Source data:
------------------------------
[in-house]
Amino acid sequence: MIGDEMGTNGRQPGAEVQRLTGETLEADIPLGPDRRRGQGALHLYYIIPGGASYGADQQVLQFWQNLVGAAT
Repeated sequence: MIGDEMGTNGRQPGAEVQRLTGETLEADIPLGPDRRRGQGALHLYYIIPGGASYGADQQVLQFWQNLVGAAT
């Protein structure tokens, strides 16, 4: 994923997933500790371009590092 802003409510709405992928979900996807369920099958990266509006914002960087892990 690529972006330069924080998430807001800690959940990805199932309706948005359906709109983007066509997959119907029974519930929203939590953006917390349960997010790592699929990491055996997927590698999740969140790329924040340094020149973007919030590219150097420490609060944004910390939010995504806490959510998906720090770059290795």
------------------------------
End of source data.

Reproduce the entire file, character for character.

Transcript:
[in-house]
Amino acid sequence: MIGDEMGTNGRQPGAEVQRLTGETLEADIPLGPDRRRGQGALHLYYIIPGGASYGADQQVLQFWQNLVGAAT
Repeated sequence: MIGDEMGTNGRQPGAEVQRLTGETLEADIPLGPDRRRGQGALHLYYIIPGGASYGADQQVLQFWQNLVGAAT
């Protein structure tokens, strides 16, 4: 994923997933500790371009590092 802003409510709405992928979900996807369920099958990266509006914002960087892990 690529972006330069924080998430807001800690959940990805199932309706948005359906709109983007066509997959119907029974519930929203939590953006917390349960997010790592699929990491055996997927590698999740969140790329924040340094020149973007919030590219150097420490609060944004910390939010995504806490959510998906720090770059290795």